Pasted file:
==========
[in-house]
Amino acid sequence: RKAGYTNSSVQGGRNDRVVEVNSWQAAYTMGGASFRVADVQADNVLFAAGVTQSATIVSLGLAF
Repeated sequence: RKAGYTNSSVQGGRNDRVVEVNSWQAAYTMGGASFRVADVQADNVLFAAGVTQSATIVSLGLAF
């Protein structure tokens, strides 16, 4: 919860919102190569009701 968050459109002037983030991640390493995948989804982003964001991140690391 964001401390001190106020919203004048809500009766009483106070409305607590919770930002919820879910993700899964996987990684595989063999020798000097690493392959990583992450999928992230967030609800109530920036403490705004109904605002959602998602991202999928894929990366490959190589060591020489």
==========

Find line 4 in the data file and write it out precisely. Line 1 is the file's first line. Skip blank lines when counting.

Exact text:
């Protein structure tokens, strides 16, 4: 919860919102190569009701 968050459109002037983030991640390493995948989804982003964001991140690391 964001401390001190106020919203004048809500009766009483106070409305607590919770930002919820879910993700899964996987990684595989063999020798000097690493392959990583992450999928992230967030609800109530920036403490705004109904605002959602998602991202999928894929990366490959190589060591020489």